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Day 2 of Google I/O (pictures)

On day two of its annual developer's conference, Google sheds light on the future Chrome.

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Jaymar_Cabebe.jpg
Jaymar Cabebe
Jaymar Cabebe covers mobile apps and Windows software for CNET. While he may be a former host of the Android Atlas Weekly podcast, he doesn't hate iOS or Mac. Jaymar has worked in online media since 2007.
Jaymar Cabebe
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SVP Vic Gundotra gets the party started

SVP Vic Gundotra kicks off the day two keynote while sporting a snazzy pair of Google Glass specs.
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Sundar Pichai talks Chrome

SVP of Chrome Sundar Pichai dishes news about Chrome.
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310 million users

According to Pichai, after launching only 3.5 years ago, Chrome already has 310 million active users.
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Tab-syncing

For those who use Chrome on multiple devices, syncing of open tabs is a godsend.
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Sync browser history across devices

What's more, even if you've closed a tab on one of your devices, you can reopen it on another via synced browser history.
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Chrome for iPhone

Starting today, Chrome for iPhone is available in the App Store.
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Chrome for iPad

And of course, the iPad gets Chrome too, bringing "silky smooth" tabs, syncing, and a nifty tab overflow solution (left-right swiping) to the megapopular tablet.
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Clay Bavor takes us through Google Apps

Clay Bavor, Director of Product for Google Apps takes the stage to dish on the cloud-based collaboration platform, as well as on Google's Dropbox-like product Google Drive.
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Drive across platforms

Google Drive is now available across the major computing platforms, plus Chrome OS.
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Drive's advanced OCR technology on iOS

Bavor demonstrates how a user can pull text out of a registered mail receipt, add it to a database (somewhere in the cloud) and make it searchable, all using Google Drive's OCR technology. He later goes on to show how baked-in Google Goggles technology can do the same with images.
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Google Docs goes offline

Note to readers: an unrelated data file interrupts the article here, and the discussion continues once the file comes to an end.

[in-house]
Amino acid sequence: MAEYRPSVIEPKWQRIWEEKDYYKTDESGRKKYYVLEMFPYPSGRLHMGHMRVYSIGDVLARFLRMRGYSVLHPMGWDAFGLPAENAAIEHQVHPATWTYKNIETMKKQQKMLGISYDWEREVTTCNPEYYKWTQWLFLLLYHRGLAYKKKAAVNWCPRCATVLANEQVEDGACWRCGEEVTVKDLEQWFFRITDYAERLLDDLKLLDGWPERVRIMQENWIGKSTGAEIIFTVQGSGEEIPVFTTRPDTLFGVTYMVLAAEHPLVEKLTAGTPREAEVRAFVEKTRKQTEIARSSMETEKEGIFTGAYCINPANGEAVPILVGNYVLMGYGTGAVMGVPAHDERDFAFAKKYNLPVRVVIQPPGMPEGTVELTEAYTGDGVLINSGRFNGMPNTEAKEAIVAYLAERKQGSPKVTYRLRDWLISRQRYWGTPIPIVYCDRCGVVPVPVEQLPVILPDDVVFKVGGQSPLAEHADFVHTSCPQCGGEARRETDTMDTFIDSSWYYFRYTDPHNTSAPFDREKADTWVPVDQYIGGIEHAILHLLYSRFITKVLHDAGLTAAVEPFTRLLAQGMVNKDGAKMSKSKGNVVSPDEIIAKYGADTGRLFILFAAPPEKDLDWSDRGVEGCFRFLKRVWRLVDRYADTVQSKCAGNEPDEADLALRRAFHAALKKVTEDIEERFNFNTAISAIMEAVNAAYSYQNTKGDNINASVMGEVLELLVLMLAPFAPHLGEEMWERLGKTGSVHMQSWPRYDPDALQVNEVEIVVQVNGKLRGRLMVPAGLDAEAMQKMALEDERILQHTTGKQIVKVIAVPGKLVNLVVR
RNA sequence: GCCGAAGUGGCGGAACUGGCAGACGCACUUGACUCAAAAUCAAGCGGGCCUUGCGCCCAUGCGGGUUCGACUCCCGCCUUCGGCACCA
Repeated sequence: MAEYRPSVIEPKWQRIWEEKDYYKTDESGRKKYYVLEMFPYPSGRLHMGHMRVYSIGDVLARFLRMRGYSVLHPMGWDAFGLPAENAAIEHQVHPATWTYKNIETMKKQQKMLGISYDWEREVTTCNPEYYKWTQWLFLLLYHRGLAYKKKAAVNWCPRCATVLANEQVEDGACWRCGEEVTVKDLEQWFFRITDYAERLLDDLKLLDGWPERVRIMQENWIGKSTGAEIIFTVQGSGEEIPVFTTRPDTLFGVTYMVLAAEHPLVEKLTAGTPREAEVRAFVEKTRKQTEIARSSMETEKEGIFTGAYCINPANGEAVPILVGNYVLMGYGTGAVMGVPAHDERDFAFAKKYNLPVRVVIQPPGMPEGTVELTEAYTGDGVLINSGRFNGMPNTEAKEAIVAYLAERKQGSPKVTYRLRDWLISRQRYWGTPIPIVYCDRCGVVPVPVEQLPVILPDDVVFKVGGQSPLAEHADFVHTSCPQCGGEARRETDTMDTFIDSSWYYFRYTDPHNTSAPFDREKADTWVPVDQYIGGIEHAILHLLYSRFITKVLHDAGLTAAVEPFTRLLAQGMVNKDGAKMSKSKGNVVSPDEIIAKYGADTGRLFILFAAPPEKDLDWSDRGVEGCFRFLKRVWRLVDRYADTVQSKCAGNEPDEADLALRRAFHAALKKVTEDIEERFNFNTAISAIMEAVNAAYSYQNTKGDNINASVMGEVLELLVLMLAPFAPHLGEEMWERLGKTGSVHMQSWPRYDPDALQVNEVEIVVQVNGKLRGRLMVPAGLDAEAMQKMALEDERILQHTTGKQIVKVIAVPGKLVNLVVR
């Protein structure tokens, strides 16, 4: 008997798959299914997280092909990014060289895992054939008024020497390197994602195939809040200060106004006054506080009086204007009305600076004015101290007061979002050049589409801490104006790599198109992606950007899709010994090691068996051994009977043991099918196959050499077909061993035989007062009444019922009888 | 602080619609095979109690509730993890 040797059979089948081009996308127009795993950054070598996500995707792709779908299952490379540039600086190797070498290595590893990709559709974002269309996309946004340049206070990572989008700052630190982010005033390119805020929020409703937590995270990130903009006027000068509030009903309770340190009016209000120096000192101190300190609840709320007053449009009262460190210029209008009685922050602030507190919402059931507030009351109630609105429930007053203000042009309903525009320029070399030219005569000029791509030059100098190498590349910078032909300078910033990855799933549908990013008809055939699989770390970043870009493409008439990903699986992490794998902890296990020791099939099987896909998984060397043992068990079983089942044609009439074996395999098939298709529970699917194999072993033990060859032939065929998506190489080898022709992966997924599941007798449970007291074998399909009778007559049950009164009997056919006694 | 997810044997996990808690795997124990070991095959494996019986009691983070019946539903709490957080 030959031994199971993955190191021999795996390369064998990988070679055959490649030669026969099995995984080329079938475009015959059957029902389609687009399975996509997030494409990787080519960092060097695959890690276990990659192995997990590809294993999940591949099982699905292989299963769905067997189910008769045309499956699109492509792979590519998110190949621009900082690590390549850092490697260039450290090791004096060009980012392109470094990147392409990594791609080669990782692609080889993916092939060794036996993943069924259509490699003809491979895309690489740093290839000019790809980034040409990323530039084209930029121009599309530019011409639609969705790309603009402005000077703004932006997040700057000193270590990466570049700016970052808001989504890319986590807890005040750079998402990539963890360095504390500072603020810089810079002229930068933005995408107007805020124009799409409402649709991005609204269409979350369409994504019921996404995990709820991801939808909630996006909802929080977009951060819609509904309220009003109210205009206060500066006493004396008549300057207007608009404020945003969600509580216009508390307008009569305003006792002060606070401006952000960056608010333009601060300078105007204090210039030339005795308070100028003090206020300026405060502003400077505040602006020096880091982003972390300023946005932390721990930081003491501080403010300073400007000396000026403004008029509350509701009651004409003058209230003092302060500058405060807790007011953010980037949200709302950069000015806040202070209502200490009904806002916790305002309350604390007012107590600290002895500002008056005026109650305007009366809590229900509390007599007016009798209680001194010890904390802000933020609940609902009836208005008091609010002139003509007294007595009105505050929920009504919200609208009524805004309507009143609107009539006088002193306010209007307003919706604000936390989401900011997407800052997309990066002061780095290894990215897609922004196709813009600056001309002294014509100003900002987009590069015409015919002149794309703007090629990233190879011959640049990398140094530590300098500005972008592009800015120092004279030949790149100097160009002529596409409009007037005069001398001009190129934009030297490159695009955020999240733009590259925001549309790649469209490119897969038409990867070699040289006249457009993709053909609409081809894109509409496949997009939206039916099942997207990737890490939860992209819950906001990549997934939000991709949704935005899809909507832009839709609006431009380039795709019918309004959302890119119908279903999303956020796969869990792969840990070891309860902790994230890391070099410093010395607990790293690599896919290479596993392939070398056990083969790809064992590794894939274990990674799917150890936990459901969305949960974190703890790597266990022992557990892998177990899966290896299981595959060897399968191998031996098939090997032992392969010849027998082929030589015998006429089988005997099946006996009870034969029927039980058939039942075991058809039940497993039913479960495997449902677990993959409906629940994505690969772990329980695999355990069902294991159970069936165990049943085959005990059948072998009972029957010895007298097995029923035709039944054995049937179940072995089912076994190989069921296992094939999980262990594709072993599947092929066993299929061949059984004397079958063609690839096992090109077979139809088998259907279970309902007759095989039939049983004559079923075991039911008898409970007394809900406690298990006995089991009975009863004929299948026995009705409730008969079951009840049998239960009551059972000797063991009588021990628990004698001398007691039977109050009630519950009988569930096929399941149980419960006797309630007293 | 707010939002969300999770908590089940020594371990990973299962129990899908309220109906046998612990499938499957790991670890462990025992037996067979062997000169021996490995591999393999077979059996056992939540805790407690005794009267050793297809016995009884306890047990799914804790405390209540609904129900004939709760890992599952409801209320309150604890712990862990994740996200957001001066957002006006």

Starting today, Google Docs lets you edit your documents while offline. Changes are saved locally, then synced when you reestablish a connection. Unfortunately, though, this is only available for Documents, and not Spreadsheets or Presentations... yet.
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Apps for Drive

Taking a peek at some of the apps available thanks to Google Drive SDK 2.0
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Chromebook

Another look at the newest Chromebook, Google's and Samsung's low-cost, mostly Web-based notebook computer.
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Chromebooks hit Best Buy stores

Chromebooks will soon be hitting Best Buy stores across the U.S., making it a lot easier for the masses to adopt (or completely ignore) the nascent OS.
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Urs Holzle introduces Google Compute Engine

SVP of Technical Infrastructure Urs Holzle unveils Google Compute Engine, basically a cloud-based supercomputer that runs in a software compartment.
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Cores for your apps

With Google Compute Engine a developer can access over 770,000 cores worth of computing power to a specific app.
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Native Client

Pichai demonstrates how a first-person shooter takes advantage of Native Client, Google's sandboxing technology, which lets programmers bring their C and C++ code to Chrome.
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Parallax via HTML5

Joanne Fillion and Aubrey Anderson show off a stunning Cirque du Soleil browser app created completely in HTML 5. With an integrated webcam, a user moving his head side to side, would trigger CSS to move HTML elements around giving him a sense of parallax.
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Chromebox giveaway

If all the Nexus swag wasn't already enough, everyone in attendance is also receiving a Chromebox.
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Glass demo: Behind the scenes

To close out the keynote, Sergey Brin gave attendees a behind-the-scenes look at yesterday's death-defying Google Glass demo. Not only that, he treated them to an encore.
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The eagle has landed (again)

And just as it did yesterday, Glass-powered Google+ hangout in the sky ended with high-fives all around.

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